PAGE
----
Today's Banana Bread; Zucchini Carrot

September 28, 2020

Photographic Evidence


Those years are a mix of fleeting sensory impressions: the smell of grass, a stick, dandelions, your parents happy one day upset the next, the taste of a weeks-old cheerio from the backseat of a car, the indistinctly striped green cylinders that came from the neighbors. Sometimes you didn’t think your mom even appreciated these gifts, which made no sense as they were effortlessly transmuted into something called “zucchini bread”. You remember leaving foil-wrapped loaves on the neighbors doorstep to thank them for sharing the bounty of their harvest. National holidays have been started over worse relationships.

The CSA share this week came with three small yellow squashes. Not quite enough to make a dish of their own, but maybe combined with some of these skinny little carrots? There’s nothing more tedious than grating skinny little carrots as they bend and snap before you’re even halfway down and you lose count of how often your fingertips scraped against the metal edges meant only for food.

The food processor beckons.

To Prepare

It takes some time just to find the processor’s grater attachment. The fat parts of the yellow squashes are just too big but it’s pretty quick to slice them in half, and remarkable how quickly they’re grated. You leave the food processor running as you rinse the carrots, soothed by its gentle whirring. It takes less time to grate the carrots than it did to rinse them — I’ll show you a time saving device!

Finish the rest of the Teff flour, add some spelt flour, and finish the last of the cheap white flour you bought months ago. It feels good to close chapters and make room for new ingredients.

Add salt, baking soda, and just a splash of sugar to bring out the natural sweetness of the carrots.

You haven’t really planned this out, so better sift through the pantry. A nearly empty bag of pine nuts calls out; it’s a good day for finishing! You’re a closer, a winner.
This bread is going to be great.

Recall your glut of whole coriander seeds and grind some coarsely with mortar and pestle. Don’t worry about the dissonance between your ancient spice grinder and your electric food grater, still full of shredded vegetables.

Add just a little cinnamon, then some fennel and fenugreek seeds. Mix the dry ingredients.

What about some ginger? Your food processor is still ready to go. This could save you so much time! Peel the skin off with a spoon and shred a couple inches of fresh ginger almost instantaneously.

A better cook might have added the eggs first and made a batter into which the vegetables could be mixed, but you’ve dumped everything together before the thought registered.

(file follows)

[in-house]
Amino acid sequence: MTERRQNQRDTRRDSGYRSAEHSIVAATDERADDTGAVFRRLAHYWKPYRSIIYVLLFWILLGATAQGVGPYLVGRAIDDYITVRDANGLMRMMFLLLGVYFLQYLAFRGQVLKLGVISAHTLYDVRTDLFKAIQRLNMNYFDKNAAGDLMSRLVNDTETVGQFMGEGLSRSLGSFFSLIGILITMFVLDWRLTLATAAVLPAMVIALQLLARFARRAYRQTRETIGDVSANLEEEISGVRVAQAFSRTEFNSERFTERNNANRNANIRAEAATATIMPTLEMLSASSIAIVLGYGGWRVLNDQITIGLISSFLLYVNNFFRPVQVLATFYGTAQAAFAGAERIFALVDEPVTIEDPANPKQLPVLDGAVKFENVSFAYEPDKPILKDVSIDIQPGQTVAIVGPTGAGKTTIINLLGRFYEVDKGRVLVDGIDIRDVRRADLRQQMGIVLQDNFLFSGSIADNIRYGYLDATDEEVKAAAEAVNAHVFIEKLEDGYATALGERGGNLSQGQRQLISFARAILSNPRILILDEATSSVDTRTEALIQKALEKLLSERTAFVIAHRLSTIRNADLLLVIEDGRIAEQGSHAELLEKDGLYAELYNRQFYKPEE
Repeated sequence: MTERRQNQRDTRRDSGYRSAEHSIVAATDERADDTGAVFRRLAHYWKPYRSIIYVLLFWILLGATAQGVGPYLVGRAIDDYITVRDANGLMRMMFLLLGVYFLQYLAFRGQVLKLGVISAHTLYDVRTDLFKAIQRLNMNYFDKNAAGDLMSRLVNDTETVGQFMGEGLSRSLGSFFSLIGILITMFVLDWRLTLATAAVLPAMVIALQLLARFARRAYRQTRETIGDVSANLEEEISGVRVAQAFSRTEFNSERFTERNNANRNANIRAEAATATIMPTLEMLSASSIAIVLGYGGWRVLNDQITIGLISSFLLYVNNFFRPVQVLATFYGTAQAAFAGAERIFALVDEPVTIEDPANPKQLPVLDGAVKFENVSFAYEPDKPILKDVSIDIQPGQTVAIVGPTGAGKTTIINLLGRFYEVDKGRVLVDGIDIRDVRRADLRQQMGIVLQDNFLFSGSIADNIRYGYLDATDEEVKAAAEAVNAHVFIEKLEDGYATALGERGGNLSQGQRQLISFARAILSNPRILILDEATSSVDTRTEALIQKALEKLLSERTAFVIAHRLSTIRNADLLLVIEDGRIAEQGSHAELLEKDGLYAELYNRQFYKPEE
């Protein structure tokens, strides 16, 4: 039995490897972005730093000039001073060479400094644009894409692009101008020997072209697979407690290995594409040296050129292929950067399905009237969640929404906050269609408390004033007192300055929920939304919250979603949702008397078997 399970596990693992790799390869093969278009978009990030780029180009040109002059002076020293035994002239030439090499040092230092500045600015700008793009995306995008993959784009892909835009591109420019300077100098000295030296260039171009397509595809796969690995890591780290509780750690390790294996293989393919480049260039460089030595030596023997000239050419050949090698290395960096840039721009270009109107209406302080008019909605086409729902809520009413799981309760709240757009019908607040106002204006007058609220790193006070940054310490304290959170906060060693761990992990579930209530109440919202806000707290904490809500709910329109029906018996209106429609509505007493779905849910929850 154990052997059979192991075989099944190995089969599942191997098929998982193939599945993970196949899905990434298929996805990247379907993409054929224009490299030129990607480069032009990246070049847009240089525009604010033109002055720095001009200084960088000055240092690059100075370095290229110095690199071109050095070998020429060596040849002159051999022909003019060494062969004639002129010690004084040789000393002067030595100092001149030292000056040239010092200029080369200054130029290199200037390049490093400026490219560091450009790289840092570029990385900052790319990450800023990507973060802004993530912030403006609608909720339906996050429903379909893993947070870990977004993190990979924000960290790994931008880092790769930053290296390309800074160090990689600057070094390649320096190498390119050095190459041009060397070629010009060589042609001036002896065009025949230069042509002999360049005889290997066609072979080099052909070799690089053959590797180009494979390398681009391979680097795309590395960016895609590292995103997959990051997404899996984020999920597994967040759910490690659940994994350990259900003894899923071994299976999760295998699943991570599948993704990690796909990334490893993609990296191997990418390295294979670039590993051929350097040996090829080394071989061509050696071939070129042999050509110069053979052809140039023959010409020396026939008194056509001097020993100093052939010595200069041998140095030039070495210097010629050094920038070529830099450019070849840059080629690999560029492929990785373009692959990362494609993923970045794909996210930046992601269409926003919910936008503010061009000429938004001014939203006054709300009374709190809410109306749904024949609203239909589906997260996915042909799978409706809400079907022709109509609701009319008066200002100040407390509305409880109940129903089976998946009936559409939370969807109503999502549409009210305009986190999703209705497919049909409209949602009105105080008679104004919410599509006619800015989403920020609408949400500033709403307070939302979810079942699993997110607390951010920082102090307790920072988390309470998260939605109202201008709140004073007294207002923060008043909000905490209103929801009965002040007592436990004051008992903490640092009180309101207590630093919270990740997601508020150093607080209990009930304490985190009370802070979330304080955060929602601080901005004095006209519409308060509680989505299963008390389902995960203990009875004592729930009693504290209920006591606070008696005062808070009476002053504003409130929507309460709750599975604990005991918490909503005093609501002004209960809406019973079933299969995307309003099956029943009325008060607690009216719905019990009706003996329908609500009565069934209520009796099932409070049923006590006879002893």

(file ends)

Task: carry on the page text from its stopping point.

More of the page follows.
Mix well. Why not add a spoonful of yogurt and a little olive oil?

Now it’s a touch wet, and anyhow you’ve been looking forward to opening your new flour.

Your old flour was some generic label flour with just a vague statement that it might be general purpose. It’s one thing to buy the cheapest flour when that’s all your budget allows, but at this point in your life the flour simply declares “I might not make anything all that good, so I’d better not use up anything of superior quality.” Your new flour is a legendary king: it knows that its purpose is to prove its birthright by drawing forth Excalibur from a lake, to unite England and baked goods by the strength of its protein bonds, to perish proudly and tragically after many heroic victories and savage betrayals.
Add a little more flour, and a little more salt.

You read recently about letting batter rest so that the proteins can fully rehydrate and bond. This was for chickpea flour, but Teff probably benefits from the same thing, or at least won’t be harmed by it, right? Besides, you have dishes to wash.

Tell your dough it’s had a long day already. Consider the journey from seed to stalk, through sun and rain, harvest and mill, packaging and sale - it deserves this rest, it’s earned it.

Sshhhh….Sh sh sh. Quietly Preheat oven to 350 F.

The salt draws moisture out from the vegetables while it rests. Harness the power of royalty past and future: add a little more flour and stir to incorporate.

Your loaf pans had some kind of non-stick coating that’s partially worn off and seems unworthy of trust. Line a loaf pan with parchment paper and pour the batter in. Smooth the top and add a thin coat of olive oil and a shake of coarse salt.

Bake for 1 hour.
A knife comes out wet so bake for 10 more minutes.


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Hi mom!